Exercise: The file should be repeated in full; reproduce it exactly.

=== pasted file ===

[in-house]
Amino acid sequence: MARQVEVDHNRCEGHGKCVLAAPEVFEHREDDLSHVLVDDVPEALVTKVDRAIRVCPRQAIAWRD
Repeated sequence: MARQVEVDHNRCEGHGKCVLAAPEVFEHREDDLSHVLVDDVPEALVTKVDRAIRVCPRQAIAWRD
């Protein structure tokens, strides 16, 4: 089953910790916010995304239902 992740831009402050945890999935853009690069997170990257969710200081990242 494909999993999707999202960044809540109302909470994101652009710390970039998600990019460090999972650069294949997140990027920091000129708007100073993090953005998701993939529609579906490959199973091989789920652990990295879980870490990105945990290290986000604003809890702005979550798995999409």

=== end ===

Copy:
[in-house]
Amino acid sequence: MARQVEVDHNRCEGHGKCVLAAPEVFEHREDDLSHVLVDDVPEALVTKVDRAIRVCPRQAIAWRD
Repeated sequence: MARQVEVDHNRCEGHGKCVLAAPEVFEHREDDLSHVLVDDVPEALVTKVDRAIRVCPRQAIAWRD
């Protein structure tokens, strides 16, 4: 089953910790916010995304239902 992740831009402050945890999935853009690069997170990257969710200081990242 494909999993999707999202960044809540109302909470994101652009710390970039998600990019460090999972650069294949997140990027920091000129708007100073993090953005998701993939529609579906490959199973091989789920652990990295879980870490990105945990290290986000604003809890702005979550798995999409």